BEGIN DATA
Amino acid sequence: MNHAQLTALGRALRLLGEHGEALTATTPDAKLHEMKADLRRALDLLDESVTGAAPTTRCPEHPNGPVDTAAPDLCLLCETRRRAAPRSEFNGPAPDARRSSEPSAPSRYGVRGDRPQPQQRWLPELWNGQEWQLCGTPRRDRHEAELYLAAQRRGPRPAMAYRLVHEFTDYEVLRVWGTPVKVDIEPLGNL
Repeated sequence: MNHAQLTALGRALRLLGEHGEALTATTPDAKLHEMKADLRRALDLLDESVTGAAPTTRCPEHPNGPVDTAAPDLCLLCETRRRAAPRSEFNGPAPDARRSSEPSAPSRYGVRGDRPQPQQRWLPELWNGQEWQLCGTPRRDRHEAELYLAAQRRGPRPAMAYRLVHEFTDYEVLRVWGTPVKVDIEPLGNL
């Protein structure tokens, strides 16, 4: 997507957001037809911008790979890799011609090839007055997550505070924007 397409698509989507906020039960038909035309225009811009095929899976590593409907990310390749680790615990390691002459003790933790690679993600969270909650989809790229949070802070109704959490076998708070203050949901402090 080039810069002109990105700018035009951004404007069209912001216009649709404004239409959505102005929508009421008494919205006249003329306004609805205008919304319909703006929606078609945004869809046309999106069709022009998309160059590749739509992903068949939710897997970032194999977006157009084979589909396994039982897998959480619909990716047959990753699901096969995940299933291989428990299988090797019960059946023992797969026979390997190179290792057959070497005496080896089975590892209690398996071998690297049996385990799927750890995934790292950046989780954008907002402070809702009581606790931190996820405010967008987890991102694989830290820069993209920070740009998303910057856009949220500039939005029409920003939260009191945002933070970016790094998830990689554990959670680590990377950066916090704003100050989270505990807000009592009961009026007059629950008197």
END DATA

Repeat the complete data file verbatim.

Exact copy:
Amino acid sequence: MNHAQLTALGRALRLLGEHGEALTATTPDAKLHEMKADLRRALDLLDESVTGAAPTTRCPEHPNGPVDTAAPDLCLLCETRRRAAPRSEFNGPAPDARRSSEPSAPSRYGVRGDRPQPQQRWLPELWNGQEWQLCGTPRRDRHEAELYLAAQRRGPRPAMAYRLVHEFTDYEVLRVWGTPVKVDIEPLGNL
Repeated sequence: MNHAQLTALGRALRLLGEHGEALTATTPDAKLHEMKADLRRALDLLDESVTGAAPTTRCPEHPNGPVDTAAPDLCLLCETRRRAAPRSEFNGPAPDARRSSEPSAPSRYGVRGDRPQPQQRWLPELWNGQEWQLCGTPRRDRHEAELYLAAQRRGPRPAMAYRLVHEFTDYEVLRVWGTPVKVDIEPLGNL
């Protein structure tokens, strides 16, 4: 997507957001037809911008790979890799011609090839007055997550505070924007 397409698509989507906020039960038909035309225009811009095929899976590593409907990310390749680790615990390691002459003790933790690679993600969270909650989809790229949070802070109704959490076998708070203050949901402090 080039810069002109990105700018035009951004404007069209912001216009649709404004239409959505102005929508009421008494919205006249003329306004609805205008919304319909703006929606078609945004869809046309999106069709022009998309160059590749739509992903068949939710897997970032194999977006157009084979589909396994039982897998959480619909990716047959990753699901096969995940299933291989428990299988090797019960059946023992797969026979390997190179290792057959070497005496080896089975590892209690398996071998690297049996385990799927750890995934790292950046989780954008907002402070809702009581606790931190996820405010967008987890991102694989830290820069993209920070740009998303910057856009949220500039939005029409920003939260009191945002933070970016790094998830990689554990959670680590990377950066916090704003100050989270505990807000009592009961009026007059629950008197």